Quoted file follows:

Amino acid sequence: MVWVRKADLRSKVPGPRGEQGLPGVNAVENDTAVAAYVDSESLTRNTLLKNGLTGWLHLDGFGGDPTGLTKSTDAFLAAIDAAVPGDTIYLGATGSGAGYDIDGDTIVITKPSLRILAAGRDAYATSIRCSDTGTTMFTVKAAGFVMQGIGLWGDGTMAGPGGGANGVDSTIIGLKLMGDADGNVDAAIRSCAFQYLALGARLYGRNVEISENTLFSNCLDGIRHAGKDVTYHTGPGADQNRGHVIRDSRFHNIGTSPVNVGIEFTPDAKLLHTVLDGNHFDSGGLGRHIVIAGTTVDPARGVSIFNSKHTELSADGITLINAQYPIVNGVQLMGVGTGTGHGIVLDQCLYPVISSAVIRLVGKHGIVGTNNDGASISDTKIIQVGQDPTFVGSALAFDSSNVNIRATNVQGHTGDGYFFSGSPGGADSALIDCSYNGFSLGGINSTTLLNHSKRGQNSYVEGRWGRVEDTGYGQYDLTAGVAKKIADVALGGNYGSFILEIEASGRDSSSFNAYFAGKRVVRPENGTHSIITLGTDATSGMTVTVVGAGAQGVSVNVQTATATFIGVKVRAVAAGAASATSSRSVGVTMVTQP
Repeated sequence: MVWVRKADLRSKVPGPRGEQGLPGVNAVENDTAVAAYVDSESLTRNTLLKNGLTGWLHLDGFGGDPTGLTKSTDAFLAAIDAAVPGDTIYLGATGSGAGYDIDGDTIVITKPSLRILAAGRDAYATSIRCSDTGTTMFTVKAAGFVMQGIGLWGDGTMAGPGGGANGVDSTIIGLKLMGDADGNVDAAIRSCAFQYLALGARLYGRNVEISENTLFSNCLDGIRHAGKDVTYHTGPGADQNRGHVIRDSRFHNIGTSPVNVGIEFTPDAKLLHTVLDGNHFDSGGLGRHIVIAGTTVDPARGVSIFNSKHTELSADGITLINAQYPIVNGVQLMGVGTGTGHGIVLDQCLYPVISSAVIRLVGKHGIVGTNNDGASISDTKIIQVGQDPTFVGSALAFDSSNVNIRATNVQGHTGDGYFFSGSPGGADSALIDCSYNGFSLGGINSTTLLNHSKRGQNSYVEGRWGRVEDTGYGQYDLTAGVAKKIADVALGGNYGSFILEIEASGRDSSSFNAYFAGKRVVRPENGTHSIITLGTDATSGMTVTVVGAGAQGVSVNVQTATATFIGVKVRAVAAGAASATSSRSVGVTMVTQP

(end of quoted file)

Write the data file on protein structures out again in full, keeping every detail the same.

Amino acid sequence: MVWVRKADLRSKVPGPRGEQGLPGVNAVENDTAVAAYVDSESLTRNTLLKNGLTGWLHLDGFGGDPTGLTKSTDAFLAAIDAAVPGDTIYLGATGSGAGYDIDGDTIVITKPSLRILAAGRDAYATSIRCSDTGTTMFTVKAAGFVMQGIGLWGDGTMAGPGGGANGVDSTIIGLKLMGDADGNVDAAIRSCAFQYLALGARLYGRNVEISENTLFSNCLDGIRHAGKDVTYHTGPGADQNRGHVIRDSRFHNIGTSPVNVGIEFTPDAKLLHTVLDGNHFDSGGLGRHIVIAGTTVDPARGVSIFNSKHTELSADGITLINAQYPIVNGVQLMGVGTGTGHGIVLDQCLYPVISSAVIRLVGKHGIVGTNNDGASISDTKIIQVGQDPTFVGSALAFDSSNVNIRATNVQGHTGDGYFFSGSPGGADSALIDCSYNGFSLGGINSTTLLNHSKRGQNSYVEGRWGRVEDTGYGQYDLTAGVAKKIADVALGGNYGSFILEIEASGRDSSSFNAYFAGKRVVRPENGTHSIITLGTDATSGMTVTVVGAGAQGVSVNVQTATATFIGVKVRAVAAGAASATSSRSVGVTMVTQP
Repeated sequence: MVWVRKADLRSKVPGPRGEQGLPGVNAVENDTAVAAYVDSESLTRNTLLKNGLTGWLHLDGFGGDPTGLTKSTDAFLAAIDAAVPGDTIYLGATGSGAGYDIDGDTIVITKPSLRILAAGRDAYATSIRCSDTGTTMFTVKAAGFVMQGIGLWGDGTMAGPGGGANGVDSTIIGLKLMGDADGNVDAAIRSCAFQYLALGARLYGRNVEISENTLFSNCLDGIRHAGKDVTYHTGPGADQNRGHVIRDSRFHNIGTSPVNVGIEFTPDAKLLHTVLDGNHFDSGGLGRHIVIAGTTVDPARGVSIFNSKHTELSADGITLINAQYPIVNGVQLMGVGTGTGHGIVLDQCLYPVISSAVIRLVGKHGIVGTNNDGASISDTKIIQVGQDPTFVGSALAFDSSNVNIRATNVQGHTGDGYFFSGSPGGADSALIDCSYNGFSLGGINSTTLLNHSKRGQNSYVEGRWGRVEDTGYGQYDLTAGVAKKIADVALGGNYGSFILEIEASGRDSSSFNAYFAGKRVVRPENGTHSIITLGTDATSGMTVTVVGAGAQGVSVNVQTATATFIGVKVRAVAAGAASATSSRSVGVTMVTQP